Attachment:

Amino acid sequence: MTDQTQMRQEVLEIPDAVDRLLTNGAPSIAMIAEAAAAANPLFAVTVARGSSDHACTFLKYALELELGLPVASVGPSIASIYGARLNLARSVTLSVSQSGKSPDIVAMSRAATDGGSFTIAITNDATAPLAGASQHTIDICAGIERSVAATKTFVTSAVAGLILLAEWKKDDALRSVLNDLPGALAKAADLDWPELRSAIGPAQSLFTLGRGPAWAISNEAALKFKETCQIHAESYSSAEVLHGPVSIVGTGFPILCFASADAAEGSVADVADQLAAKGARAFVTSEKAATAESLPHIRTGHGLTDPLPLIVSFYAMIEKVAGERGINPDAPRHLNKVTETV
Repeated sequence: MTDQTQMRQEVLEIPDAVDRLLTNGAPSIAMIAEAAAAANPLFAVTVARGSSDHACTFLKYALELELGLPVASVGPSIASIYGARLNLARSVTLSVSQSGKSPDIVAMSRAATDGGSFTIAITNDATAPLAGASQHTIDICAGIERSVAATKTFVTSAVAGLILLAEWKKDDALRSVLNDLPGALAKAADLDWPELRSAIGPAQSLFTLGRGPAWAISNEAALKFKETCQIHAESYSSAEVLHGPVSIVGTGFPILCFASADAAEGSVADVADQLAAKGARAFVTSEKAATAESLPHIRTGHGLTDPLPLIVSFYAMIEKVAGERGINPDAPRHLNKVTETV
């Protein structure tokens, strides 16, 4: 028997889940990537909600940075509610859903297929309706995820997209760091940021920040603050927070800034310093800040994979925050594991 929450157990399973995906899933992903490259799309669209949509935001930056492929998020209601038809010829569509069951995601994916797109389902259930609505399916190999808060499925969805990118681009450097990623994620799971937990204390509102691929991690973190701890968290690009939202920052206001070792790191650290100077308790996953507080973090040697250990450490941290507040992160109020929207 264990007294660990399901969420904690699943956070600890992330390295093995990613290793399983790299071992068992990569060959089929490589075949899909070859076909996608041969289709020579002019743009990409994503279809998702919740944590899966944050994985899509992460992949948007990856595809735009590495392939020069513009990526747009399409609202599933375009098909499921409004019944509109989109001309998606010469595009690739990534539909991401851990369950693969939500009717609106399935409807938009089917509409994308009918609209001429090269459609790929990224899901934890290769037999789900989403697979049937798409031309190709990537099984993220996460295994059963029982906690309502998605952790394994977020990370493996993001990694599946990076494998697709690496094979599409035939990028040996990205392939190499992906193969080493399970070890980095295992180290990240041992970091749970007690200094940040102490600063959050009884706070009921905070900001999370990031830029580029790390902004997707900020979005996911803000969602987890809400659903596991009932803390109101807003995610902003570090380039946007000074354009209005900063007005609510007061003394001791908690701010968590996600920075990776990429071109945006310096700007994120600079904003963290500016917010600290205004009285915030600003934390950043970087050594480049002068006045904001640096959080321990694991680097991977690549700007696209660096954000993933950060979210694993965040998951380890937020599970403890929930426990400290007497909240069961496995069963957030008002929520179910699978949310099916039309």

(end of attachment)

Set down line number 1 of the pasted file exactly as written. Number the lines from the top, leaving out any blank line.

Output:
Amino acid sequence: MTDQTQMRQEVLEIPDAVDRLLTNGAPSIAMIAEAAAAANPLFAVTVARGSSDHACTFLKYALELELGLPVASVGPSIASIYGARLNLARSVTLSVSQSGKSPDIVAMSRAATDGGSFTIAITNDATAPLAGASQHTIDICAGIERSVAATKTFVTSAVAGLILLAEWKKDDALRSVLNDLPGALAKAADLDWPELRSAIGPAQSLFTLGRGPAWAISNEAALKFKETCQIHAESYSSAEVLHGPVSIVGTGFPILCFASADAAEGSVADVADQLAAKGARAFVTSEKAATAESLPHIRTGHGLTDPLPLIVSFYAMIEKVAGERGINPDAPRHLNKVTETV